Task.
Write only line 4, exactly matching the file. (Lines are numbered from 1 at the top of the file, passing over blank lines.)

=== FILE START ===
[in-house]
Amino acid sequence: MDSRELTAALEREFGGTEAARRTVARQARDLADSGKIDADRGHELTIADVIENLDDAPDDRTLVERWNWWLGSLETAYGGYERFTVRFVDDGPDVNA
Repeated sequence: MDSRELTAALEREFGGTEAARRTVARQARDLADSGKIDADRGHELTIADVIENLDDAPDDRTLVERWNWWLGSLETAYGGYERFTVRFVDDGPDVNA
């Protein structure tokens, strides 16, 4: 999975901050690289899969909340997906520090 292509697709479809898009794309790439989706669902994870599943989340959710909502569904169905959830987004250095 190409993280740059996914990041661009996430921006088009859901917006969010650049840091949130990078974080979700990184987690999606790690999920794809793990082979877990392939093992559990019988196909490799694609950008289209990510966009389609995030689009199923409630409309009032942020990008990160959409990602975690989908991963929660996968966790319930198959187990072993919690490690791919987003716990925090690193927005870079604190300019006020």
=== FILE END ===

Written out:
């Protein structure tokens, strides 16, 4: 999975901050690289899969909340997906520090 292509697709479809898009794309790439989706669902994870599943989340959710909502569904169905959830987004250095 190409993280740059996914990041661009996430921006088009859901917006969010650049840091949130990078974080979700990184987690999606790690999920794809793990082979877990392939093992559990019988196909490799694609950008289209990510966009389609995030689009199923409630409309009032942020990008990160959409990602975690989908991963929660996968966790319930198959187990072993919690490690791919987003716990925090690193927005870079604190300019006020």